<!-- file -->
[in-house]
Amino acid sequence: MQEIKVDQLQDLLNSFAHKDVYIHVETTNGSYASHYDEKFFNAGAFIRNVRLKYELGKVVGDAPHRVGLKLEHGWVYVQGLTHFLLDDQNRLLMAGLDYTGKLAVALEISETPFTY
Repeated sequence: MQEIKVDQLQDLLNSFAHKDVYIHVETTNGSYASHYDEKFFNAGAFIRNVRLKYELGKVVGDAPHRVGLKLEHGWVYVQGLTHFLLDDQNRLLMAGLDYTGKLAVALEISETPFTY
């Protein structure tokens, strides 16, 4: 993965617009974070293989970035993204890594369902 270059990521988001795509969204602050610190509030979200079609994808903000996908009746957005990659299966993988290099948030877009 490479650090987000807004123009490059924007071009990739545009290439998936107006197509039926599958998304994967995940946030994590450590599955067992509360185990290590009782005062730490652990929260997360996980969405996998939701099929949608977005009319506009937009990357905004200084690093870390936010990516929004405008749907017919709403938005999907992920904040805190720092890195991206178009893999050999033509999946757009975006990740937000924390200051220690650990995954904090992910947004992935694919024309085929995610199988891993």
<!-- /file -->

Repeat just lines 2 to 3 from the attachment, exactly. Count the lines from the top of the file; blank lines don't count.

Amino acid sequence: MQEIKVDQLQDLLNSFAHKDVYIHVETTNGSYASHYDEKFFNAGAFIRNVRLKYELGKVVGDAPHRVGLKLEHGWVYVQGLTHFLLDDQNRLLMAGLDYTGKLAVALEISETPFTY
Repeated sequence: MQEIKVDQLQDLLNSFAHKDVYIHVETTNGSYASHYDEKFFNAGAFIRNVRLKYELGKVVGDAPHRVGLKLEHGWVYVQGLTHFLLDDQNRLLMAGLDYTGKLAVALEISETPFTY